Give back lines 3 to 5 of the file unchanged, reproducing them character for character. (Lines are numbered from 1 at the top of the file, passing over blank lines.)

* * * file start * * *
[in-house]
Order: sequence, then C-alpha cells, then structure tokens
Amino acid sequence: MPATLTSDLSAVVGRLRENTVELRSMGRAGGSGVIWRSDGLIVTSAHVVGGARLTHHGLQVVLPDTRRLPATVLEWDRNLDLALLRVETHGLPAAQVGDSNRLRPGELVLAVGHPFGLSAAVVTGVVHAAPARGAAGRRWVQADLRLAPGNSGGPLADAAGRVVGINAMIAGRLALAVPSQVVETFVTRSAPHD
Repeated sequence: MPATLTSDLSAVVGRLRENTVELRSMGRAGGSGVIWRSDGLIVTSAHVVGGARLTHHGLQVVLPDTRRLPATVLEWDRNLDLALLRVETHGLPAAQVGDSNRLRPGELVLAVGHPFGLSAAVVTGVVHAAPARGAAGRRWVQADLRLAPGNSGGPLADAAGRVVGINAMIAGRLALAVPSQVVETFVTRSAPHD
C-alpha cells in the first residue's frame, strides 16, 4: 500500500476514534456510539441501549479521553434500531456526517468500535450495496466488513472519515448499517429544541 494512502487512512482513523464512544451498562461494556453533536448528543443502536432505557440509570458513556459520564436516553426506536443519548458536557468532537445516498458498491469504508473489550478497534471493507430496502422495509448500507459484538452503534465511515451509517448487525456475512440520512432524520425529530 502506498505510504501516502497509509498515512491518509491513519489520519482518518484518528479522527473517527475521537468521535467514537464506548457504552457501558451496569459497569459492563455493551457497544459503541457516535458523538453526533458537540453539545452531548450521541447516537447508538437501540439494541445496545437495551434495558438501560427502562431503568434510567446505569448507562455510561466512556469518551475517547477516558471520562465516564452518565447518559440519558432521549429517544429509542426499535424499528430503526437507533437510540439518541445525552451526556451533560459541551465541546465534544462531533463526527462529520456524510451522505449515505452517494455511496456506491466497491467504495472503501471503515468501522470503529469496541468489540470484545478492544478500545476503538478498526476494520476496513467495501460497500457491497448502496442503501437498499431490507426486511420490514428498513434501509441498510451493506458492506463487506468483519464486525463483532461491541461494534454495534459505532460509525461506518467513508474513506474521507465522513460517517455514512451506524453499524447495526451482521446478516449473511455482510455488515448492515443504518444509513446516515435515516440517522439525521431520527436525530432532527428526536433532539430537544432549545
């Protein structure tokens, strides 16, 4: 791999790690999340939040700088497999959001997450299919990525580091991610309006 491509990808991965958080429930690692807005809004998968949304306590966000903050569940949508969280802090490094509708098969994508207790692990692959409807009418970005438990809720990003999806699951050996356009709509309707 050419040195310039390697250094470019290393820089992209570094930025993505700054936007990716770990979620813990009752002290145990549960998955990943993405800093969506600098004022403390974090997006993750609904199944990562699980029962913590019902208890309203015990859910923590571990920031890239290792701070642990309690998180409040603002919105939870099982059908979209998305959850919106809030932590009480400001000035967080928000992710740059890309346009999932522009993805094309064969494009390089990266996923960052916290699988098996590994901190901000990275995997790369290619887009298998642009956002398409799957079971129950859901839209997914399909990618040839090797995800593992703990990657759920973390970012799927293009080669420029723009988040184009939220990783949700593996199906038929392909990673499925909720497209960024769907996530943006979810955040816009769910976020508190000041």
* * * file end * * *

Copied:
Amino acid sequence: MPATLTSDLSAVVGRLRENTVELRSMGRAGGSGVIWRSDGLIVTSAHVVGGARLTHHGLQVVLPDTRRLPATVLEWDRNLDLALLRVETHGLPAAQVGDSNRLRPGELVLAVGHPFGLSAAVVTGVVHAAPARGAAGRRWVQADLRLAPGNSGGPLADAAGRVVGINAMIAGRLALAVPSQVVETFVTRSAPHD
Repeated sequence: MPATLTSDLSAVVGRLRENTVELRSMGRAGGSGVIWRSDGLIVTSAHVVGGARLTHHGLQVVLPDTRRLPATVLEWDRNLDLALLRVETHGLPAAQVGDSNRLRPGELVLAVGHPFGLSAAVVTGVVHAAPARGAAGRRWVQADLRLAPGNSGGPLADAAGRVVGINAMIAGRLALAVPSQVVETFVTRSAPHD
C-alpha cells in the first residue's frame, strides 16, 4: 500500500476514534456510539441501549479521553434500531456526517468500535450495496466488513472519515448499517429544541 494512502487512512482513523464512544451498562461494556453533536448528543443502536432505557440509570458513556459520564436516553426506536443519548458536557468532537445516498458498491469504508473489550478497534471493507430496502422495509448500507459484538452503534465511515451509517448487525456475512440520512432524520425529530 502506498505510504501516502497509509498515512491518509491513519489520519482518518484518528479522527473517527475521537468521535467514537464506548457504552457501558451496569459497569459492563455493551457497544459503541457516535458523538453526533458537540453539545452531548450521541447516537447508538437501540439494541445496545437495551434495558438501560427502562431503568434510567446505569448507562455510561466512556469518551475517547477516558471520562465516564452518565447518559440519558432521549429517544429509542426499535424499528430503526437507533437510540439518541445525552451526556451533560459541551465541546465534544462531533463526527462529520456524510451522505449515505452517494455511496456506491466497491467504495472503501471503515468501522470503529469496541468489540470484545478492544478500545476503538478498526476494520476496513467495501460497500457491497448502496442503501437498499431490507426486511420490514428498513434501509441498510451493506458492506463487506468483519464486525463483532461491541461494534454495534459505532460509525461506518467513508474513506474521507465522513460517517455514512451506524453499524447495526451482521446478516449473511455482510455488515448492515443504518444509513446516515435515516440517522439525521431520527436525530432532527428526536433532539430537544432549545